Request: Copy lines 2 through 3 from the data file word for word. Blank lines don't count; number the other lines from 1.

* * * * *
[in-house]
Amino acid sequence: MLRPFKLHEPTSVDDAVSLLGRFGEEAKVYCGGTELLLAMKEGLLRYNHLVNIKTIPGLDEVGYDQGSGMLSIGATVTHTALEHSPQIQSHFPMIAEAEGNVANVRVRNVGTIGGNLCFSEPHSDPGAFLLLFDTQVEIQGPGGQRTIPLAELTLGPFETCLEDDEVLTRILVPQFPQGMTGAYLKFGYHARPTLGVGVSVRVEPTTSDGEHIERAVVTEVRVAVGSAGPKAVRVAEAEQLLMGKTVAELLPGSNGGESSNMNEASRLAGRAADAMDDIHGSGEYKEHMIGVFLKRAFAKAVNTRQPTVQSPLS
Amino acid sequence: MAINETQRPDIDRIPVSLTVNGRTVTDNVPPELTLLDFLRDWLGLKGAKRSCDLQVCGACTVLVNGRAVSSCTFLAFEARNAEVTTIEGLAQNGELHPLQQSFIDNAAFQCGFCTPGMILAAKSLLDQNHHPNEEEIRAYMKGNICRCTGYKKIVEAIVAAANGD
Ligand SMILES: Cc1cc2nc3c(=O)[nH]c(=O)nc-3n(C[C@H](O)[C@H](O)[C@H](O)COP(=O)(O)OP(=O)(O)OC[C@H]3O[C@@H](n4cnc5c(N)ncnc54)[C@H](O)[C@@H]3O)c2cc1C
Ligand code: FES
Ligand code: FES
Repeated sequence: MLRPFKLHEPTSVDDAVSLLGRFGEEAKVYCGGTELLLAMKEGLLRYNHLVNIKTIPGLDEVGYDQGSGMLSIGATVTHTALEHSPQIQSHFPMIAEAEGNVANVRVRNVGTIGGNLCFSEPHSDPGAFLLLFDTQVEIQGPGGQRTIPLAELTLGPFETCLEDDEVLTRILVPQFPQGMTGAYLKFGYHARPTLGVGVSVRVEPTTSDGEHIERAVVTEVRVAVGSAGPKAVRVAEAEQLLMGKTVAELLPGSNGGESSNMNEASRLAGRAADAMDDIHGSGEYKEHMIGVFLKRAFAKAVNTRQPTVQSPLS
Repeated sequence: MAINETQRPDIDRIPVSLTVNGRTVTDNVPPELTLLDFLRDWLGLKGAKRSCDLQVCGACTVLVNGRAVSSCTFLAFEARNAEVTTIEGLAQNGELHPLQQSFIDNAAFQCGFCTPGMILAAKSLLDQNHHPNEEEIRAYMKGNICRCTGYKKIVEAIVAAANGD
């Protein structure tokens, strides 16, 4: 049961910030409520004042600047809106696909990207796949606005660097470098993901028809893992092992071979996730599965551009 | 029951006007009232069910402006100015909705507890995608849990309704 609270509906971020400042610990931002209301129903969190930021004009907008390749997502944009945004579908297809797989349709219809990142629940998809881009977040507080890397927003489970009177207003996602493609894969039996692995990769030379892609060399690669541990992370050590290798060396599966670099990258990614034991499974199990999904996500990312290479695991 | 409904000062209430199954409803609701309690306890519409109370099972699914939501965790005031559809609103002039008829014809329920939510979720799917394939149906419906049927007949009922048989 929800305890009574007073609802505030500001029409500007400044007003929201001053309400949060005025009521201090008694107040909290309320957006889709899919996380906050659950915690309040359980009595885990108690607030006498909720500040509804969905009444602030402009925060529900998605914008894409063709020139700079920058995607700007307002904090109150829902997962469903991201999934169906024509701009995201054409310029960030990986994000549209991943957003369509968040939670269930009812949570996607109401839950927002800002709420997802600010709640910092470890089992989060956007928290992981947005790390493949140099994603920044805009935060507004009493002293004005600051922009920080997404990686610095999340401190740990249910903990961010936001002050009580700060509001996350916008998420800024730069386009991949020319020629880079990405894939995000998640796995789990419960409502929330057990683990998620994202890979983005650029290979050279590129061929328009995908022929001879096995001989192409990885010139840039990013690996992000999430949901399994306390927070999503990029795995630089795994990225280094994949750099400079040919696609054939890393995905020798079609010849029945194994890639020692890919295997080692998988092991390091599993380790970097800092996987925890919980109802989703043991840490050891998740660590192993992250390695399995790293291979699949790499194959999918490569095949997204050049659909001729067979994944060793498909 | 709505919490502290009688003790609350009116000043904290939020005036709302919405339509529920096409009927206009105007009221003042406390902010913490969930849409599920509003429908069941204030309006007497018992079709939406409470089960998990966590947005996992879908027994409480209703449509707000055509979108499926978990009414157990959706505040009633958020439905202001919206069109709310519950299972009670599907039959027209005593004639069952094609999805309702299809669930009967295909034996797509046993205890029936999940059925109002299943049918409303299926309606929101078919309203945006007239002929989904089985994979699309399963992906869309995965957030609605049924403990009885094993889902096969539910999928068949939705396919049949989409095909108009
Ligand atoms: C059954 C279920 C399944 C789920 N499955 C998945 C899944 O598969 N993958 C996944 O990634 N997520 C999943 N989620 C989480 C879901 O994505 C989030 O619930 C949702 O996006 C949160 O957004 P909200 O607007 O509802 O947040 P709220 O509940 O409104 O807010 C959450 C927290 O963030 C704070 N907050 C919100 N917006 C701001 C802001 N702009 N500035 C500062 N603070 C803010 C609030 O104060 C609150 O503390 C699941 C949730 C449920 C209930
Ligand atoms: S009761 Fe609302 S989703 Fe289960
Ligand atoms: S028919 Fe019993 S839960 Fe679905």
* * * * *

Amino acid sequence: MLRPFKLHEPTSVDDAVSLLGRFGEEAKVYCGGTELLLAMKEGLLRYNHLVNIKTIPGLDEVGYDQGSGMLSIGATVTHTALEHSPQIQSHFPMIAEAEGNVANVRVRNVGTIGGNLCFSEPHSDPGAFLLLFDTQVEIQGPGGQRTIPLAELTLGPFETCLEDDEVLTRILVPQFPQGMTGAYLKFGYHARPTLGVGVSVRVEPTTSDGEHIERAVVTEVRVAVGSAGPKAVRVAEAEQLLMGKTVAELLPGSNGGESSNMNEASRLAGRAADAMDDIHGSGEYKEHMIGVFLKRAFAKAVNTRQPTVQSPLS
Amino acid sequence: MAINETQRPDIDRIPVSLTVNGRTVTDNVPPELTLLDFLRDWLGLKGAKRSCDLQVCGACTVLVNGRAVSSCTFLAFEARNAEVTTIEGLAQNGELHPLQQSFIDNAAFQCGFCTPGMILAAKSLLDQNHHPNEEEIRAYMKGNICRCTGYKKIVEAIVAAANGD